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Daniel A. Rascher, Mark S. Nagel, Matthew T. Brown, and Chad D. McEvoy

A fundamental belief in professional sport leagues is that competitive balance is needed to maximize demand and revenues; therefore, leagues have created policies attempting to attain proper competitive balance. Further, research posits that objectives of professional sport teams’ owners include some combination of winning and profit maximization. Although the pursuit of wins is a zero sum game, revenue generation and potential profit making is not. This article focuses upon the National Football League’s potential unintended consequences of creating the incentive for some teams to free ride on the rest of the league’s talent and brand. It examines whether an owner’s objectives to generate increased revenues and profits are potentially enhanced by operating as a continual low-cost provider while making money from the shared revenues and brand value of the league. The present evidence indicates that, overall, being a low-cost provider is more profitable than increasing player salaries in an attempt to win additional games.

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Daniel A. Rascher, Chad D. McEvoy, Mark S. Nagel, and Matthew T. Brown

Sport teams historically have been reluctant to change ticket prices during the season. Recently, however, numerous sport organizations have implemented variable ticket pricing in an effort to maximize revenues. In Major League Baseball variable pricing results in ticket price increases or decreases depending on factors such as quality of the opponent, day of the week, month of the year, and for special events such as opening day, Memorial Day, and Independence Day. Using censored regression and elasticity analysis, this article demonstrates that variable pricing would have yielded approximately $590,000 per year in additional ticket revenue for each major league team in 1996, ceteris paribus. Accounting for capacity constraints, this amounts to only about a 2.8% increase above what occurs when prices are not varied. For the 1996 season, the largest revenue gain would have been the Cleveland Indians, who would have generated an extra $1.4 million in revenue. The largest percentage revenue gain would have been the San Francisco Giants. The Giants would have seen an estimated 6.7% increase in revenue had they used optimal variable pricing.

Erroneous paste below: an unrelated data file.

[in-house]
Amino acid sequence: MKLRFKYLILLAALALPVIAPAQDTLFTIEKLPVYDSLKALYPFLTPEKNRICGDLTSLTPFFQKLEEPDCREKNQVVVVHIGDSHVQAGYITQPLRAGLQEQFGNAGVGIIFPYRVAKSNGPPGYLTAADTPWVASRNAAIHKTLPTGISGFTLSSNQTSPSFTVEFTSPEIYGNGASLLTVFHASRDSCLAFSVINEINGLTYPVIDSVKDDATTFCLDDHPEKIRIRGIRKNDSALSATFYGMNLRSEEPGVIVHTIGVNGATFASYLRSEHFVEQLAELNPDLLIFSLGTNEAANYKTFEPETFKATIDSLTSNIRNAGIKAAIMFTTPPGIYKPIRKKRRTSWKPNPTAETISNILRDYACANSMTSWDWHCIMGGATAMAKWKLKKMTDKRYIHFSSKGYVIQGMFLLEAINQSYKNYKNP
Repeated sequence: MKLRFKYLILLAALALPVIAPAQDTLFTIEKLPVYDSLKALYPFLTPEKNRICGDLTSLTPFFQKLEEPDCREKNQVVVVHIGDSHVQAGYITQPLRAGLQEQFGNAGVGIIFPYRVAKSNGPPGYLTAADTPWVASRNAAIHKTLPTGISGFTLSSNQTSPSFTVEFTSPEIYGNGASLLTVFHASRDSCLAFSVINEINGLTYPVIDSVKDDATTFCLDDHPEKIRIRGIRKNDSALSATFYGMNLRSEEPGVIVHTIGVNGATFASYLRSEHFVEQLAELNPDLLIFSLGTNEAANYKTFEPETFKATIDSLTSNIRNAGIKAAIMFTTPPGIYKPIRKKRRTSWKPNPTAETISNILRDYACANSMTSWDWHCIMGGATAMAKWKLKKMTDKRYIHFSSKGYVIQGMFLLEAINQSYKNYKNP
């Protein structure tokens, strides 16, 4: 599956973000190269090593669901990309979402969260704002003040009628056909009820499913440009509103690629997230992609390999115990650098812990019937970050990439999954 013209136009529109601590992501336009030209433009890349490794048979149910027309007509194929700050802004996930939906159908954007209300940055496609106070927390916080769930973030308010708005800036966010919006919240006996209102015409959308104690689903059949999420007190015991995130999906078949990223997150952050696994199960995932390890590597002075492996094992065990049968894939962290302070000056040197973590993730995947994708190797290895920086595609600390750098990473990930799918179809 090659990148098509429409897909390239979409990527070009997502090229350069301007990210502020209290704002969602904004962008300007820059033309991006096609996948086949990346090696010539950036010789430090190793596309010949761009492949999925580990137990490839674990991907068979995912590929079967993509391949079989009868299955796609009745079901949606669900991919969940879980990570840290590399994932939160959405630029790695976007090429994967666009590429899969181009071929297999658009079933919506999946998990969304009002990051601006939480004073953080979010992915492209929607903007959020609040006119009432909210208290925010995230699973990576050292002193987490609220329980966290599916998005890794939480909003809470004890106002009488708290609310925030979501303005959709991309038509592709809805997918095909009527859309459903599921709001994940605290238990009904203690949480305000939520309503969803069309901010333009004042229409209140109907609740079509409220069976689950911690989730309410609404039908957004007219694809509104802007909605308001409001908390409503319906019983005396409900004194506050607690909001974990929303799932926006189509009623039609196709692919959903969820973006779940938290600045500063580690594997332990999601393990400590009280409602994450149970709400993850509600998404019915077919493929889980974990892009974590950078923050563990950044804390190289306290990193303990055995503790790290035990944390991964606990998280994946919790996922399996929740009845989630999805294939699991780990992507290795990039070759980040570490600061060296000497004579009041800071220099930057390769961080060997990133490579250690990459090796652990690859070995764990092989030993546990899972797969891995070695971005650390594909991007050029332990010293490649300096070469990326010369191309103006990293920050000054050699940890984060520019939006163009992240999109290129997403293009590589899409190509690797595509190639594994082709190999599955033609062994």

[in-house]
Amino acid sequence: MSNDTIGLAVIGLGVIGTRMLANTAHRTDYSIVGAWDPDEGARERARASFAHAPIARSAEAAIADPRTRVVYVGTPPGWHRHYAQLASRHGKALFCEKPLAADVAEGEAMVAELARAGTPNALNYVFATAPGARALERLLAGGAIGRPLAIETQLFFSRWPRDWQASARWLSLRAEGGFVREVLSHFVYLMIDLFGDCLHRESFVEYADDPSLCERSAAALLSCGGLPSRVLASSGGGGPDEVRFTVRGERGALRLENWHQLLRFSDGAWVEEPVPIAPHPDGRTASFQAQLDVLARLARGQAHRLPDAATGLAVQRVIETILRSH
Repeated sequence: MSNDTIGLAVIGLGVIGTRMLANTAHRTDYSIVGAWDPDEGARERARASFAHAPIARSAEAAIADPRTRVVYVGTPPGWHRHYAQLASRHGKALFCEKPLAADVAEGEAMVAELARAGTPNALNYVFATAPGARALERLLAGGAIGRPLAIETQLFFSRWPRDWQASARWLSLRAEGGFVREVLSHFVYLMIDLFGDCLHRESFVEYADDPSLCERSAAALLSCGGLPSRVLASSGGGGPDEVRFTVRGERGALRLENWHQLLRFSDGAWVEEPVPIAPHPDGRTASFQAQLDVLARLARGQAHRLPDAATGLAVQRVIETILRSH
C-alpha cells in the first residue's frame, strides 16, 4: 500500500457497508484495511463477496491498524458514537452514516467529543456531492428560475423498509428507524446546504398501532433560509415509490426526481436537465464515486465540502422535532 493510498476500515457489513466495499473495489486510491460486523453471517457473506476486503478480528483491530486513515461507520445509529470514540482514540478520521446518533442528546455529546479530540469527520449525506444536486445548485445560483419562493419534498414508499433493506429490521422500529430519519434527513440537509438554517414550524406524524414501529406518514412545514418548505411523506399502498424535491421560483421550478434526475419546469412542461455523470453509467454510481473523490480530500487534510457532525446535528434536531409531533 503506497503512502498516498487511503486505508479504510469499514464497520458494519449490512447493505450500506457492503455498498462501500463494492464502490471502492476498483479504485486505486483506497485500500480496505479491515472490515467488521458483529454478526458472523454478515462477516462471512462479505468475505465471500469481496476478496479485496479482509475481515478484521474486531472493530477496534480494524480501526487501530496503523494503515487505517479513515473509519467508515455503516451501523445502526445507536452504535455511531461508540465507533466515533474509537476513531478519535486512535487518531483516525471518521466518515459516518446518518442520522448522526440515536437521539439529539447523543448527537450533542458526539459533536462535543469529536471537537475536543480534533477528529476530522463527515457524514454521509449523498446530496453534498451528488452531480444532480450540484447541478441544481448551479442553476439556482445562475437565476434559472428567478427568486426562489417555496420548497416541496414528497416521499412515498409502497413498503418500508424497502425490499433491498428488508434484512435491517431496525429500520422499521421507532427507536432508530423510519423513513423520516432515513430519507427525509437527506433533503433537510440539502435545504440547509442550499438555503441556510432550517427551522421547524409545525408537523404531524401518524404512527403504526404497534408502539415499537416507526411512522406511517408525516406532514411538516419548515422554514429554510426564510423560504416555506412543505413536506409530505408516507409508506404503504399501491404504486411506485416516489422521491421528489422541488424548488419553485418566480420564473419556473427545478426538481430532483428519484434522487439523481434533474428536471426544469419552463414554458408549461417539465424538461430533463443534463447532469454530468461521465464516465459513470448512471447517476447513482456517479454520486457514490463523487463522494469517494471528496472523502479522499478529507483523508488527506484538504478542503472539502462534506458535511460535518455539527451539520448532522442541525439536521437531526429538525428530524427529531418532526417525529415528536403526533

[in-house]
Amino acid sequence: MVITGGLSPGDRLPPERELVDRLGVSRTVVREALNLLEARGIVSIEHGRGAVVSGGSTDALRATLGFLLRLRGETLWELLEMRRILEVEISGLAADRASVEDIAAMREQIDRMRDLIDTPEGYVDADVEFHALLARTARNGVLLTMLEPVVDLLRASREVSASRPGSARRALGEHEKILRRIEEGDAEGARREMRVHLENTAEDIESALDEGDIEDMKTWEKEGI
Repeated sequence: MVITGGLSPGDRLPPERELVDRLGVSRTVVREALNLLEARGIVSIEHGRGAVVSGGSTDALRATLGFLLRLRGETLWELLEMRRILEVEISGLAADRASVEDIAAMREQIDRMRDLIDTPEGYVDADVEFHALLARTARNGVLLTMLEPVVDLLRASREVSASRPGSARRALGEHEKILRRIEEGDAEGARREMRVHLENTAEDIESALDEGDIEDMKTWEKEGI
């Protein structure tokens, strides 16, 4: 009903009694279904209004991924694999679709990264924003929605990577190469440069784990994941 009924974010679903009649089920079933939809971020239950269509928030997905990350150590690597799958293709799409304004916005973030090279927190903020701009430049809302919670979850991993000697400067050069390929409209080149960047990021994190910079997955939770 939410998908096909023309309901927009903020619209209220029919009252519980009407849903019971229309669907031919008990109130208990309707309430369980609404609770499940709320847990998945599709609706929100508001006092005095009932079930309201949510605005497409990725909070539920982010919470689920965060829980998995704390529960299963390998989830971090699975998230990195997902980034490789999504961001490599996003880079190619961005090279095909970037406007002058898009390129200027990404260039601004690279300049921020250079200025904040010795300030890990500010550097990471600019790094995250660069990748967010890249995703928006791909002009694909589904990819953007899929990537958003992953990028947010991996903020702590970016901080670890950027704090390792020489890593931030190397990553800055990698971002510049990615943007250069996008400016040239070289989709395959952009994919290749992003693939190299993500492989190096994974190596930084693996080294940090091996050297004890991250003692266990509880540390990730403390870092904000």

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Hua Gong, Nicholas M. Watanabe, Brian P. Soebbing, Matthew T. Brown, and Mark S. Nagel

The use of big data in sport and sport management research is increasing in popularity. Prior research generally includes one of the many characteristics of big data, such as volume or velocity. The present study presents big data in a multidimensional lens by considering the use of sentiment analysis. Specifically focusing on the phenomenon of tanking, the purposeful underperformance in sport competitions, the present study considers the impact that consumers’ sentiment regarding tanking has on game attendance in the National Basketball Association. Collecting social media posts for each National Basketball Association team, the authors create an algorithm to measure the volume and sentiment of consumer discussions related to tanking. These measures are included in a predictive model for National Basketball Association home game attendance between the 2013–2014 and 2017–2018 seasons. Our results find that the volume of discussions for the home team and sentiment toward tanking by the away team impact game attendance.

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Nora R. Decher, Douglas J. Casa, Susan W. Yeargin, Matthew S. Ganio, Michelle L. Levreault, Catie L. Dann, Camille T. James, Megan A. McCaffrey, Caitlin B. O’Connor, and Scott W. Brown

Purpose:

To assess the hydration status and level of hydration knowledge of youths at summer sports camps.

Methods:

Sixty-seven active youths, 57 males (mean ± SD, 12 ± 2 y, 136 ± 16 cm, 50.6 ± 21.1 kg) and 10 females (13 ± 2 y, 153 ± 8 cm, 45.2 ± 9.0 kg) participated in 4 d of sports camp. Hydration status was assessed before the first practice (AM) and after the second practice (PM). Participants completed suriveys assessing hydration knowledge (HAQ) and hydration habits on day 3 and a self-assessment (EQ#1).

Results:

Mean AM urine specific gravity (USG) and urine osmolality (Uosm) scores ranged from minimal to significant dehydration across 4 d, even when temperatures were mild. Correlations between hydration indices and EQ#1, ranging from 0.11 to −0.51, were statistically significant (P < .05), indicating that subjects recognized when they were doing a good or bad job hydrating. HAQ did not correlate strongly with hydration indices suggesting other impediments to hydration. Thirst correlated negatively with EQ#1 (from −0.29 to −0.60).

Conclusion:

Hydration at summer sports camp is a concern and special efforts need to be made to help youths develop hydration strategies.